By Tzvi Brivik, Chairperson, Cape SAJBD
I was considering a salutation for the commencement of the year when I came across an exhibition of Star Trek memorabilia which is currently taking place at the Skirball Jewish Cultural Centre in Los Angeles.
Leonard Nimoy, who played Spock and was an Orthodox Jew, had created the salutation ‘live long and prosper’. It was lifted from his Talmudic studies, and is a salutation which I repeat at the start of 2022 — I hope that the year is full of good health and that our community grows from one success to another.
Since the onset of COVID-19, the Board has taken a pivotal role in strategising for its various affiliates and communal organisations. This included setting up a steering committee made up of representatives of the various organisations, and attended by medical experts for whose opinion we are grateful. By the time this article will be read, the pandemic may well no longer present the risk that it has of hospitalisation and death, and although it remains dangerous to susceptible individuals, (we hope) it will be far more manageable.
The world is now slowly considering a return to normality. To do so it requires that vaccinations (which we have urged our community members to obtain) become mandatory, particularly in the workplace. Many of our affiliates are asking if this requirement of vaccination can be mandated. In other words, if an employee remains unvaccinated, should they be allowed to return to work?
The Occupational Health and Safety Act requires an employer to provide safe working conditions. The regulations provide for employers to make COVID-19 vaccines a mandatory part of business operations, but require them to identify the employees that they insist must receive a vaccine, the reason why these employees have been chosen, and to specify if these employees have any underlying comorbidities. It is against these imperatives that the employee’s constitutional rights to bodily integrity and freedom of religion, belief and opinion must be considered and balanced.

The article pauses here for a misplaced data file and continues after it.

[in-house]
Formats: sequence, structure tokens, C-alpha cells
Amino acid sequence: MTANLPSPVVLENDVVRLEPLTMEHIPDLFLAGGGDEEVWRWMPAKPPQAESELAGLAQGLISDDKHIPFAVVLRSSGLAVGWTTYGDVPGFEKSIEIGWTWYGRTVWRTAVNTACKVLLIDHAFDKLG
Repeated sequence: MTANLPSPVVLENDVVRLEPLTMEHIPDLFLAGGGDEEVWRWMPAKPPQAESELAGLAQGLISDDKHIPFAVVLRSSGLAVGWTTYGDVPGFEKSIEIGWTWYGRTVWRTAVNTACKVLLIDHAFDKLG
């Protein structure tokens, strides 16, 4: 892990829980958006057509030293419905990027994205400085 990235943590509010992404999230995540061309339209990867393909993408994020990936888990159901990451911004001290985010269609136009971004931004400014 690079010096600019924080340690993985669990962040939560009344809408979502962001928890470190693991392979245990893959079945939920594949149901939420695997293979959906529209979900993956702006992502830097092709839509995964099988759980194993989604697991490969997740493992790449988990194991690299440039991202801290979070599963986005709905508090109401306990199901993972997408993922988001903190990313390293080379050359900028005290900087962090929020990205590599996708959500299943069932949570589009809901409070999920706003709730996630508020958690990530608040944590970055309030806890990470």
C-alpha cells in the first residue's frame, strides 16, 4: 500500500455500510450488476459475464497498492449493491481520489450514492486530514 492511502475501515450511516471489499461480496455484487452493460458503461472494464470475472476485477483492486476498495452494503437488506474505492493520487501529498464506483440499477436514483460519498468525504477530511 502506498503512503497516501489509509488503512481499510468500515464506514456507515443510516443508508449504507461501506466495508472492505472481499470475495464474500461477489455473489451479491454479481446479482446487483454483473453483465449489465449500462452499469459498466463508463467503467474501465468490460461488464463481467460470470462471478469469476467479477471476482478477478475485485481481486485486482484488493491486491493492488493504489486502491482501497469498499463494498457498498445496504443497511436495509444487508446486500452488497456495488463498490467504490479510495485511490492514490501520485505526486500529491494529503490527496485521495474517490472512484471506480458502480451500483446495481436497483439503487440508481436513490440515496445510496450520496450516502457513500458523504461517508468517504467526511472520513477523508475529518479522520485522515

Prior to the Omicron variant, many large corporations and even NEDLAC (a body made up of government, employees and large businesses) remarked that mandatory vaccinations would be legitimate and defensible in the workplace. It is unclear at this stage if Omicron has changed this, given that although it is highly transmissible, we have seen hospitalisations and deaths at a tenth of what they were during the prior variant waves. Were this to be considered simply a manageable flu-like illness then it would no longer be acceptable to compel vaccinations.
The difficulty however, as we have seen historically, is that the pandemic is unpredictable. It has not played out to the expectation of the experts. It continues to surprise, and for this reason communal organisations must be prepared. In terms of the regulations, detailed plans must be instituted in the workplace including consultation with employees to identify whether mandatory vaccinations are reasonable, who these would affect, the nature of any objections and how these can be accommodated, if at all. Communal organisations are urged to consider this as part of their planning in the new year. This will not only protect residents, learners and lay leaders, but most importantly the employees who work within our organisations and on whom we rely to ensure organisations function and deliver. We need to act to protect as many lives as we possibly can!
Finally, on a different note, Dutch filmmaker Bianca Stigter has created Three Minutes: A Lengthening, a 70-minute feature film that helps to further define what and who was lost of Jewish life in Poland just before the Holocaust. Based on a fragmentary, ephemeral three minutes of footage discovered in a closet, this insight into Jewish life before the Holocaust in Nasielsk reveals what life was like for those Jews living in Poland, and the tragedy that followed. It was screened at various film festivals including New York, Toronto and Sundance. I anticipate that for the coming year and the future of global Jewry, this glimpse of the European past is invaluable.
• Published in the PDF edition of the February 2022 issue – Click here to get it.
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